4. A twist isolating connection between a planar reinforced polymeric primary suspension elastic beam disposed transversely of a vehicle sprung mass and a torsion rod disposed longitudinally of said sprung mass between a control arm of the latter and a distal end of said elastic beam comprising, a yoke rigidly attached to an end of said torsion rod adjacent said elastic beam distal end including a first leg and a second leg spaced from said first leg, said elastic beam distal end being received between said first and said second legs, a platform member disposed on said elastic beam distal end defining a first surface juxtaposed said first leg and a second surface juxtaposed said second leg, means defining a first indentation in said first surface in a transverse plane of said sprung mass at a first lateral distance from the center thereof, means defining a first protuberance on said first leg received in said first indentation to effect point contact on said first surface in said transverse plane at said first lateral distance, means defining a second indentation in said second surface in said transverse plane at a second lateral distance from the center of said sprung mass less than said first lateral distance, and fastener means threadedly received on said yoke second leg with an end received in said second indentation to effect point contact on said second surface in said lateral plane at said second lateral distance, said first protuberance and said fastener means being operative to clamp said platform member between said yoke legs and in said transverse plane while spanning a lateral section of said elastic beam so that said elastic beam is isolated from twisting forces resulting from beam bending of said torsion rod but is operative to resist torsional moments on said torsion rod in a beam bending mode, and said fastener means being rotatable relative to said yoke second leg to vary the spacing between said second leg and said platform member second surface thereby to adjust the design height of said sprung mass.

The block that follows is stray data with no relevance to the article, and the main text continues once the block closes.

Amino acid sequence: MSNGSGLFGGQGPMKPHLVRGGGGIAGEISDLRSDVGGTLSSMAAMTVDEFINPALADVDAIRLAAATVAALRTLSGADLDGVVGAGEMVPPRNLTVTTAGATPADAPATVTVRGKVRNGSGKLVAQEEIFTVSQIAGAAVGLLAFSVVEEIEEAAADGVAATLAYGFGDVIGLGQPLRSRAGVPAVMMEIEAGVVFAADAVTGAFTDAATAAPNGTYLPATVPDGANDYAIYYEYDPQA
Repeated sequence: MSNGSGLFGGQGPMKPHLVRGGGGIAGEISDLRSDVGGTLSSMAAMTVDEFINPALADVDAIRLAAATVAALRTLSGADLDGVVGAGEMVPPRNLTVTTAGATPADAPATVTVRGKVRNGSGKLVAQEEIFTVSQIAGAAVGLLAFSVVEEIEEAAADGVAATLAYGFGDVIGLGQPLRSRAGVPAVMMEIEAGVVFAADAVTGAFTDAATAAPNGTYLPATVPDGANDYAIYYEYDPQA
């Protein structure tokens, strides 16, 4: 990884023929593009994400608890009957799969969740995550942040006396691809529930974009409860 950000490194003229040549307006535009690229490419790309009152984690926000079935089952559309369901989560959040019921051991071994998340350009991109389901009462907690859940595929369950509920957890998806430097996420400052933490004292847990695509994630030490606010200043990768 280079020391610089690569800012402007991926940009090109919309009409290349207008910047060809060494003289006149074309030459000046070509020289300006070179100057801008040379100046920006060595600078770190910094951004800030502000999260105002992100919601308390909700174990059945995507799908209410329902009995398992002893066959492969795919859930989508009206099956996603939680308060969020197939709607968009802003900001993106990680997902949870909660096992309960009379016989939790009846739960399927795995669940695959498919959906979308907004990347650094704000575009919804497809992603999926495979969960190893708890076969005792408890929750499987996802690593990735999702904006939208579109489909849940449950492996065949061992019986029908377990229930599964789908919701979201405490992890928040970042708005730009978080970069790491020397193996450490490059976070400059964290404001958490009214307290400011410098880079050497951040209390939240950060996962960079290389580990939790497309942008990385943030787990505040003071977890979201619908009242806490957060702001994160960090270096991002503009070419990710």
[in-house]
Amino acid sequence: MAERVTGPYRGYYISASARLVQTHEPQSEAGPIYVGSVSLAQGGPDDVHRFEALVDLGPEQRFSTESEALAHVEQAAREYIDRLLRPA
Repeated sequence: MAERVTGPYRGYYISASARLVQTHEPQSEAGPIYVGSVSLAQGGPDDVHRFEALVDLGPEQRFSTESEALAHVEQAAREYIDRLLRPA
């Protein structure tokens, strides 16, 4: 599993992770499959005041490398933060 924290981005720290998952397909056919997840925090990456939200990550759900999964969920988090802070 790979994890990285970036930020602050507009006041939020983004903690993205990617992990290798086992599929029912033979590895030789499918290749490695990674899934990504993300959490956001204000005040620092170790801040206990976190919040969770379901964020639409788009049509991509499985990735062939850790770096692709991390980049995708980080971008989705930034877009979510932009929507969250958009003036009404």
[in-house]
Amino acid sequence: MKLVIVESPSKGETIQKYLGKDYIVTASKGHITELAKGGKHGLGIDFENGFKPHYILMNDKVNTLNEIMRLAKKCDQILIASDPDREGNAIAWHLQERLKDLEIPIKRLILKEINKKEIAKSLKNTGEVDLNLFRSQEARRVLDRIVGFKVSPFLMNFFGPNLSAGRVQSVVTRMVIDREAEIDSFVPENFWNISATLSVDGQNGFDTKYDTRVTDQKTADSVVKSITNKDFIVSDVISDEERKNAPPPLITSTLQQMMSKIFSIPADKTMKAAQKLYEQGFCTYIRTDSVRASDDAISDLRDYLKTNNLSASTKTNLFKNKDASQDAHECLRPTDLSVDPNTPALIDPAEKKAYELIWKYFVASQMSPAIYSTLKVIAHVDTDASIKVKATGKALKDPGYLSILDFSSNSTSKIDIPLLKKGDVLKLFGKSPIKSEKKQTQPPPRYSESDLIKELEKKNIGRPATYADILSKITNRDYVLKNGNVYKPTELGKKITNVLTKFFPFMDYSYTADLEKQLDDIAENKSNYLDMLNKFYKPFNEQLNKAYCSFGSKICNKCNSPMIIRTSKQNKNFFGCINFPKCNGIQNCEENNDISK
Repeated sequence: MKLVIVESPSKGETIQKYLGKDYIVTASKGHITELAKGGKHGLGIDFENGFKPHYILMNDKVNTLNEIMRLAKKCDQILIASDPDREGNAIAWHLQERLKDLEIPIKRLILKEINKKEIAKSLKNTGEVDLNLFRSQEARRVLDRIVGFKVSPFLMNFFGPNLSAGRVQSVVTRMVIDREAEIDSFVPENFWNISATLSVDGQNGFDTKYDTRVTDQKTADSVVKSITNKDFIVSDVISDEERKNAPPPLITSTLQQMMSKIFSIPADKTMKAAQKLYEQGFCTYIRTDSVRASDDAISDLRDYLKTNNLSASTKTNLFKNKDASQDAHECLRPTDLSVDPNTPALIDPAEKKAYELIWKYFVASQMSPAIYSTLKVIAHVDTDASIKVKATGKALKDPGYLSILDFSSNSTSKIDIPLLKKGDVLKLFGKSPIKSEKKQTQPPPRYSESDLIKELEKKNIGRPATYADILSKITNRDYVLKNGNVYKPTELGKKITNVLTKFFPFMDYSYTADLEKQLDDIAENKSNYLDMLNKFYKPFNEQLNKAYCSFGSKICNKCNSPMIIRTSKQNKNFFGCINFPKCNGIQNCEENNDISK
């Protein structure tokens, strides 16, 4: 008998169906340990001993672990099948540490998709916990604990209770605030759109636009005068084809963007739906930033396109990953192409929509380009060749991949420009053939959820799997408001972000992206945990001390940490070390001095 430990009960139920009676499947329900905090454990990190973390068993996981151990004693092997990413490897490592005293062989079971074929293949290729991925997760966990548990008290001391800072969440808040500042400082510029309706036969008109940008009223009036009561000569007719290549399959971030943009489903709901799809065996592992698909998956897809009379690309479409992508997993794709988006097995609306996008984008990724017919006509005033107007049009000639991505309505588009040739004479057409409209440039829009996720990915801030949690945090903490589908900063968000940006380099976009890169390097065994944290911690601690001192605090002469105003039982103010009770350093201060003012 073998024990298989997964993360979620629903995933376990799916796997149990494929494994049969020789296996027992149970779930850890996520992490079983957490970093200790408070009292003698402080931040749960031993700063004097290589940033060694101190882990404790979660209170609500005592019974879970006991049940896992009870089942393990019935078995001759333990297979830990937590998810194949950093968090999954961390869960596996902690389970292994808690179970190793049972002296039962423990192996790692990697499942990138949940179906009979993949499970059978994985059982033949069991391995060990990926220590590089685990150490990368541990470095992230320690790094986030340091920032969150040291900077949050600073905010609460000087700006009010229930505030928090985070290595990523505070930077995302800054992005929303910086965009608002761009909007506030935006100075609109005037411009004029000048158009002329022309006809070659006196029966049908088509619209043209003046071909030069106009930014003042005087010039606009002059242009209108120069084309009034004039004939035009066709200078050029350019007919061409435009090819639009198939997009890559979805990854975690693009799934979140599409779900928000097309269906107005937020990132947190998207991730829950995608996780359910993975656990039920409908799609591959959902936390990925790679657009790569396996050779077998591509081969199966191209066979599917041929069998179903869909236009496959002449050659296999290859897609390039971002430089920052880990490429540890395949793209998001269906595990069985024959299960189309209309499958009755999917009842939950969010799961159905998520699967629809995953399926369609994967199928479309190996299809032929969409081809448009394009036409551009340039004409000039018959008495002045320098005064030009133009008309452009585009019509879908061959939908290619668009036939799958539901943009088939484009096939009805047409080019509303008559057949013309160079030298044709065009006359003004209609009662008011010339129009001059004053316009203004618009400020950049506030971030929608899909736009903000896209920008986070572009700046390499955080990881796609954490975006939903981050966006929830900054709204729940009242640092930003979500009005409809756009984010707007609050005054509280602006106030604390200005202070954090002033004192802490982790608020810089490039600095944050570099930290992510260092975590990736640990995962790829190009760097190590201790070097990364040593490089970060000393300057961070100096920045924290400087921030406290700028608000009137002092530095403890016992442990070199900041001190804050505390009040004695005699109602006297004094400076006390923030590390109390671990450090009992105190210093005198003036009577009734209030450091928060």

Description
BACKGROUND OF THE INVENTION

Field of the Invention

This invention relates generally to vehicle suspension systems combining elastic beams and torsion rods and, more particularly, to a twist isolating connection between the torsion rods and the elastic beam.